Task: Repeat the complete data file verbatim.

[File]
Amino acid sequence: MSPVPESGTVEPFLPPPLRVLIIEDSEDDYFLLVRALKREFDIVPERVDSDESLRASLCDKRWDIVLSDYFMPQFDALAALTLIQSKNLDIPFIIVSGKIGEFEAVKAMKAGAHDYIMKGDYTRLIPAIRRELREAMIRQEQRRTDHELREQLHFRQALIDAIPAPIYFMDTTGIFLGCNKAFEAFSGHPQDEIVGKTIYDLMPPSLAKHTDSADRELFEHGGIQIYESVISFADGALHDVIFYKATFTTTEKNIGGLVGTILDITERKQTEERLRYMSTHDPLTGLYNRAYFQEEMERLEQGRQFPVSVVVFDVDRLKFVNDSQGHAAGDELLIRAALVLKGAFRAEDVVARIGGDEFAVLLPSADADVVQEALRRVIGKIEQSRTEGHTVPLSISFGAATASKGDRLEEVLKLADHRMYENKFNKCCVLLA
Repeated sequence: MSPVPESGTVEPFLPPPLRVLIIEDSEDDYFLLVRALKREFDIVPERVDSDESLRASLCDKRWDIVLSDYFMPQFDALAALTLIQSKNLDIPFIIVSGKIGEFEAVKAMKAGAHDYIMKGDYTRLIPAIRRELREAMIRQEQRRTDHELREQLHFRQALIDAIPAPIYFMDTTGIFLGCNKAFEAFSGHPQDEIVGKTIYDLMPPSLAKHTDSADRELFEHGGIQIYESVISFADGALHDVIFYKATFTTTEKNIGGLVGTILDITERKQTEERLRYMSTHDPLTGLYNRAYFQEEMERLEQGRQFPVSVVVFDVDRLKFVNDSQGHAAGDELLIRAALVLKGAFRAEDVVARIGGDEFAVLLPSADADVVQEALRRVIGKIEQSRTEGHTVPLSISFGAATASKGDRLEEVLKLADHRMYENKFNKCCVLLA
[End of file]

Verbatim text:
Amino acid sequence: MSPVPESGTVEPFLPPPLRVLIIEDSEDDYFLLVRALKREFDIVPERVDSDESLRASLCDKRWDIVLSDYFMPQFDALAALTLIQSKNLDIPFIIVSGKIGEFEAVKAMKAGAHDYIMKGDYTRLIPAIRRELREAMIRQEQRRTDHELREQLHFRQALIDAIPAPIYFMDTTGIFLGCNKAFEAFSGHPQDEIVGKTIYDLMPPSLAKHTDSADRELFEHGGIQIYESVISFADGALHDVIFYKATFTTTEKNIGGLVGTILDITERKQTEERLRYMSTHDPLTGLYNRAYFQEEMERLEQGRQFPVSVVVFDVDRLKFVNDSQGHAAGDELLIRAALVLKGAFRAEDVVARIGGDEFAVLLPSADADVVQEALRRVIGKIEQSRTEGHTVPLSISFGAATASKGDRLEEVLKLADHRMYENKFNKCCVLLA
Repeated sequence: MSPVPESGTVEPFLPPPLRVLIIEDSEDDYFLLVRALKREFDIVPERVDSDESLRASLCDKRWDIVLSDYFMPQFDALAALTLIQSKNLDIPFIIVSGKIGEFEAVKAMKAGAHDYIMKGDYTRLIPAIRRELREAMIRQEQRRTDHELREQLHFRQALIDAIPAPIYFMDTTGIFLGCNKAFEAFSGHPQDEIVGKTIYDLMPPSLAKHTDSADRELFEHGGIQIYESVISFADGALHDVIFYKATFTTTEKNIGGLVGTILDITERKQTEERLRYMSTHDPLTGLYNRAYFQEEMERLEQGRQFPVSVVVFDVDRLKFVNDSQGHAAGDELLIRAALVLKGAFRAEDVVARIGGDEFAVLLPSADADVVQEALRRVIGKIEQSRTEGHTVPLSISFGAATASKGDRLEEVLKLADHRMYENKFNKCCVLLA